Daniel Bulusson

By Daniel Bulusson

“…I have ignored some typing errors both in the amended notice of Appeal and in the issues for determination such as typing, “having” as “haven”.

It needs not be over-emphasised that learned counsel who file or cause the filing of court process in an appellate court and especially in this court, should please vet and ought to vet, those processes before they are filed…” Per OGBUAGU, J.S.C in SULE v STATE (2009) 17 N.W.L.R {part 1169}

A court process is a document filed in court to present arguments, prayers and averments of parties before the court to aid in the quick dispensation of justice. It is so important that certain prayers cannot be asked orally in court except written on paper, filed and served on the other counsel to avoid springing up surprises in court. “Superior courts are court of records.”

Imagine being in court as a legal professional, and the counsel on the opposing side raises an objection to a supporting affidavit for being incompetent and asks that it be struck out for violating the provisions of Section 115 Evidence Act (2011) as amended, bearing in mind that contents of an affidavit cannot be amended orally in court unless under oath (see Section 118 of the Evidence Act) and by then it is either a lawyer withdraws the motion or leaves the affidavit to the discretion of the court to decide if that is technicality enough to defeat substantial justice or not (a gamble this writer is not willing to take).

Mistakes in contents of court processes are not intentional but have a tendency of slowing down the progress of a matter before the court; misrepresent the true intention of both counsels and parties, and in most cases put an end to an originating process on ground of incompetence.

Due to the emergence of front loading, counsel-representing litigants are expected to file relevant court processes before the hearing of a matter commences to avoid springing up surprises on the other counsel. Because of this, majority of current day practise are carried out in law firms, from research, preparation and drafting of court processes as opposed to advocacy which was the practise during the era of earlier lawyers.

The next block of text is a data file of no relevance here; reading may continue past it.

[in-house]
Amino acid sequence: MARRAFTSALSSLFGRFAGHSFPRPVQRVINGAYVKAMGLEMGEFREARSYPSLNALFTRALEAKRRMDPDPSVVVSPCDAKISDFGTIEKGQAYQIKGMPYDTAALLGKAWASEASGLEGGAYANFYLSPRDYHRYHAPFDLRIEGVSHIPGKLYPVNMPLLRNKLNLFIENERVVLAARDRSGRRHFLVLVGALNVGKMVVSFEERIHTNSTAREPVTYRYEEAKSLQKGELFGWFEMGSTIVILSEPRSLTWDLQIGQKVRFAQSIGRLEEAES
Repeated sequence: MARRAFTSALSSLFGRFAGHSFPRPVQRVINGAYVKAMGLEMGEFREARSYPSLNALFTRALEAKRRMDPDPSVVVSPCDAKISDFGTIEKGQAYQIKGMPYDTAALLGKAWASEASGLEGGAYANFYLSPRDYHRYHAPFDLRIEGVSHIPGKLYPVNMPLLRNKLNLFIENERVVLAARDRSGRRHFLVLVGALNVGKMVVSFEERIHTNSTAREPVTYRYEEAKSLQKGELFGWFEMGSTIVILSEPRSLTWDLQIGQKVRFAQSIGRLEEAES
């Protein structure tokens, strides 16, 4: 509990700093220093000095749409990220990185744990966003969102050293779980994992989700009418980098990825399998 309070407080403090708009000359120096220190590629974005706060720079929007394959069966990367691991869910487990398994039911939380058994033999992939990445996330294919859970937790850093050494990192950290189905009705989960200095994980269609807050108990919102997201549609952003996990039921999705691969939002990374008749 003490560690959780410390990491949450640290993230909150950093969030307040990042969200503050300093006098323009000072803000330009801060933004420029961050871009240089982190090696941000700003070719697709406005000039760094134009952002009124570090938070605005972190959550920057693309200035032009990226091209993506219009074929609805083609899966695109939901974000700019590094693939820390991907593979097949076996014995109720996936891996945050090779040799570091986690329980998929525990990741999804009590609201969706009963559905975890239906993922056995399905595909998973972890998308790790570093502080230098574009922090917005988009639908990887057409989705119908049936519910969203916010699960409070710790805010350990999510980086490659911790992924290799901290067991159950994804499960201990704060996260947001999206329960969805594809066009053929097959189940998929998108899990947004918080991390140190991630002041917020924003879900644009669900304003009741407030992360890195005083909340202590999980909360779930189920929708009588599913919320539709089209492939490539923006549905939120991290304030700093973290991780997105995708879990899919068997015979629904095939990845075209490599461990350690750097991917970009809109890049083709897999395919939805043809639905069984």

Each law firm has its own modus operandi. Some legal professionals write on a piece of paper and give secretaries to type, then they read, edit and return to the secretary for correction. Some just draft on a piece of paper and drop it in a business centre to be typed, then photocopy required number of copies and take to court for filing, some lawyers do the typing themselves before giving to paralegals to make copies and take for filling.

Be that as it may, the contents of a court process are important, because both litigants and parties communicate to the court through it, and when the court finds it difficult to comprehend the contents of a process, how then can the court grant the prayers contained therein? The court is not a Father Christmas, it cannot give what one does not ask for (and not understanding what a party is asking for, is the same as not asking for anything).

A counsel in chamber ought to pay close attention to typos and grammatical errors contained in a process before filing. Secretaries of these firms have little or no knowledge in law, and when they don’t understand a particular maxim or principle they tend to put anything they feel is the right word, and once it has been filed it has passed the stage of alteration except by motion, which is another adjournment and delay in the dispensation of justice.

Like this writer likes to say, “Nobody is perfect,” but then there are certain mistakes that can be avoided by due diligence on the part of a legal professional. Some have argued, that it is because they go through so many court processes in a day that they do not observe certain errors until the process gets to court. I beg to disagree.

Interpretation of documents can be ambiguous, and if a legal professional doesn’t take his time to make his position crystal clear by correct use of language, it will be difficult for the court to comprehend such lawyer.

It is normal for precedents to be used in drafting court processes or what we call in the computer world as ‘copy and paste’, however, a seasoned legal professional ought to vet again and again to make sure embarrassing errors are avoided in a court process.

God speed!
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